Canadian Council of Ministers of the Environment

BACKGROUNDER – Mercury-containing Lamps – Canada-wide Standards

1.      What is the Canada-Wide Standard for  Mercury-containing Lamps?    

The  intent of the CWS is to reduce releases of mercury to the environment from  mercury-containing lamps.  By 2010, the  mercury content of lamps will decline by 80%, from 1990 levels, thereby reducing  emissions from manufacturing, land-filling, incineration and lamp breakage  (currently 40 Kg/year).  In addition,  recycling initiatives could see a significant reduction in the amount of mercury  going to landfills.  This standard  applies to all mercury-containing lamps,  including fluorescent lamps such as the compact lamp and the more familiar  four-foot lamps as well as high intensity discharge lamps (i.e. mercury-vapor, metal halide and high pressure sodium  lamps (streetlights)).  The lamp industry  has committed to providing reports on the average content of lamps sold in  Canada, so that the public can track progress.

2.      What is the science on mercury?  

Mercury  is a naturally occurring substance as well as a pollutant originating from  various human activities.  Levels in  soils, water and fish can vary across the country depending on the geology of  the rocks and soils and the amount of pollution.  Once mercury is released into the air, it can circle the globe several times  before falling into lakes, streams, forests and fields.  Present levels in fish from some water bodies  are unsafe for fish-eating wildlife, such as loons and otters.  Fish in many areas cannot be eaten safely by  humans.  Elevated levels of mercury in  the fish eaten by women of child-bearing age pose a threat to the health of  their newborns, which are much more sensitive than adults.  Overt signs of acute toxicity are not  apparent in Canadians, but studies show that low levels of mercury can have  subtle impacts on the neurobehavioral development and learning ability of  children.  Higher levels of mercury in  children and adults are known to affect the kidneys and nervous system.  

3.      Extent of the problem  

Mercury  levels in fish have an impact on recreational and subsistence fish consumption  in most jurisdictions, and affect First Nations' traditional way of life and  food sources.  These impacts are  significant across northern Canada, though the source of most of the mercury is  due to human activities in the south.  A  substantial component of the threat originates from mercury emitted in the  United States and other northern hemispheric countries.  These emissions of mercury are carried to  Canada by prevailing wind patterns.  Asian and European countries such as China and Russia emit mercury which is  carried to Canada over the North Pole.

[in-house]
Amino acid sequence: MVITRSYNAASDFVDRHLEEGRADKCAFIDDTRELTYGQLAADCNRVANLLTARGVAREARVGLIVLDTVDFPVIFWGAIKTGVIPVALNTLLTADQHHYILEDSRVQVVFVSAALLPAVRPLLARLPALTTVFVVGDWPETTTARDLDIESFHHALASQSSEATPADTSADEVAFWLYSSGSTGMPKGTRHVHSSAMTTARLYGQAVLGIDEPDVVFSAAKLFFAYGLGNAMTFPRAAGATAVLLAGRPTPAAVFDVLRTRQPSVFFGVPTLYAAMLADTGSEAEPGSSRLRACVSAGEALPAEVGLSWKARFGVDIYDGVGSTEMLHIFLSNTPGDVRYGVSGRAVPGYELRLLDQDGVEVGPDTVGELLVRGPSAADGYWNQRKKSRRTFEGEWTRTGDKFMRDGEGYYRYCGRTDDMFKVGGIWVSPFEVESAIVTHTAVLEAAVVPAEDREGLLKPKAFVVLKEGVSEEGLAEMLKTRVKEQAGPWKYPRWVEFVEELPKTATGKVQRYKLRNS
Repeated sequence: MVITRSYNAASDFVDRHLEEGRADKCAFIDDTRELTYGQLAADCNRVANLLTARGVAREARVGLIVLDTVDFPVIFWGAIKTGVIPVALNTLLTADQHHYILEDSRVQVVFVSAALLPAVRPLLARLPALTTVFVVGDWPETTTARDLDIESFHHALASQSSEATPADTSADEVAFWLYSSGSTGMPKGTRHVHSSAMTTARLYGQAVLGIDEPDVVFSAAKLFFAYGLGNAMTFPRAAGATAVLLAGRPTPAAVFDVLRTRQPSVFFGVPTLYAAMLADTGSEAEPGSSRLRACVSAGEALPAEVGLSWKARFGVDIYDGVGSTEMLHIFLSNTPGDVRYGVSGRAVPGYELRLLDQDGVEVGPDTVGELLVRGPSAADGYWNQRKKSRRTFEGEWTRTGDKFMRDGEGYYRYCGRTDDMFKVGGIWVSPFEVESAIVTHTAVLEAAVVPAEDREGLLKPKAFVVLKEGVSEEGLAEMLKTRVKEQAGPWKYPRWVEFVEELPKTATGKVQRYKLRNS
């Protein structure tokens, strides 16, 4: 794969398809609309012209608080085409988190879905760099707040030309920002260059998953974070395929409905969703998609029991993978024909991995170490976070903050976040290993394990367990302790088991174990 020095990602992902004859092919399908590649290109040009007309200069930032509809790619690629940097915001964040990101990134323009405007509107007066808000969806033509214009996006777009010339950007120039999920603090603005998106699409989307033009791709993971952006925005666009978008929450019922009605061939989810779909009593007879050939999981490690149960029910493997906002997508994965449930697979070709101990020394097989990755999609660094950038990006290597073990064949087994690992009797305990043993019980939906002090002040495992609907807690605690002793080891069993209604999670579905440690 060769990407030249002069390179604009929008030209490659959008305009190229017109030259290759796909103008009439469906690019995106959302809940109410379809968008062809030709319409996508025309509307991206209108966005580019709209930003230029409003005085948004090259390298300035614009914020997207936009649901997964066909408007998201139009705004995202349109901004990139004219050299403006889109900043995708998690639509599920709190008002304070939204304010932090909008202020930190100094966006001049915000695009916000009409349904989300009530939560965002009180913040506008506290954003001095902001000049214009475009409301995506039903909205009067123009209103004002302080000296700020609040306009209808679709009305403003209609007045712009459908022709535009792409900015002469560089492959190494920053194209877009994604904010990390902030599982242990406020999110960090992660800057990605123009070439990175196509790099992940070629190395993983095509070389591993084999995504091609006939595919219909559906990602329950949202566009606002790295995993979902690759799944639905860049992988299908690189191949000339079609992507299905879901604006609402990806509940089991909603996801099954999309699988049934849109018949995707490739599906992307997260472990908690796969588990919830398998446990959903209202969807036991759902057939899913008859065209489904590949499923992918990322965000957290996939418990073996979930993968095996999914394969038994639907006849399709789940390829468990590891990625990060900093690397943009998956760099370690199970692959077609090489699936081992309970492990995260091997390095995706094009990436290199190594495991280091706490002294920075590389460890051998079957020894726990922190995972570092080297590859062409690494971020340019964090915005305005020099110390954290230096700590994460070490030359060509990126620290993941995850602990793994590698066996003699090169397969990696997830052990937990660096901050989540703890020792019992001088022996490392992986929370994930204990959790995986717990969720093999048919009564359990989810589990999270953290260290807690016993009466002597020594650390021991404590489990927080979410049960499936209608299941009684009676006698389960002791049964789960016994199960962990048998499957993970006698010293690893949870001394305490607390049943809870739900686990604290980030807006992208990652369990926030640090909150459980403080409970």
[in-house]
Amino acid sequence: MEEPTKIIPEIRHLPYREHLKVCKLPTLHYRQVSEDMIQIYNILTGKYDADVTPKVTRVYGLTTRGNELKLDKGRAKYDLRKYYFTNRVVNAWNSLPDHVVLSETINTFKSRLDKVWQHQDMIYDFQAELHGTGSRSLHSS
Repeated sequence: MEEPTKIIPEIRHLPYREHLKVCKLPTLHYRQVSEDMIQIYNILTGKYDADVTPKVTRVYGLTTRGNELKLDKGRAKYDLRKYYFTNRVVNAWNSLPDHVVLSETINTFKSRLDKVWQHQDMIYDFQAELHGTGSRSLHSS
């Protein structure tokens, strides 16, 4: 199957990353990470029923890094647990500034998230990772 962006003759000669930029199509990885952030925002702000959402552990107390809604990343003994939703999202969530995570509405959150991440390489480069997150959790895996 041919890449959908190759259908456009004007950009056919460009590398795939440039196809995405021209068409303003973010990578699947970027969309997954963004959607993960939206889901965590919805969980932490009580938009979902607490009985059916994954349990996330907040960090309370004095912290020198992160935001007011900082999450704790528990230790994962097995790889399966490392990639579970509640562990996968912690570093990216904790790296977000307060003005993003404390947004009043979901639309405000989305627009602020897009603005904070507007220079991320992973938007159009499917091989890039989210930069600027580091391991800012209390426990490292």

An average of 60  million mercury-containing lamps are sold in Canada annually.  By reducing the mercury content of lamps, and  promoting lamp recycling and  recovery programs and the use of energy efficient lighting systems in government  buildings, mercury emissions from lamps will decrease substantially.  Controlling Canadian emissions can help  reduce the threat to both humans and wildlife, as well as set an example for  other countries to follow.

4.          Achieving the Standard  

Efforts towards achievement of this CWS will begin with the  initial actions listed in the companion document to the CWS.  Jurisdictions' detailed plans for achieving  this mercury CWS will be developed and implemented following the signing of the  CWS, expected in May, 2001.

From an international perspective, this CWS will help  Canada meet its international commitments (e.g. Canadian delivery of the North  American Commission for Environmental Co-operation’s Mercury Action Plan and the  New England Governors/Eastern Canadian Premiers Mercury Action Plan) and obtain  the necessary international efforts to reduce or eliminate mercury releases to  the global pool.

Further information is available from the CCME’s website  at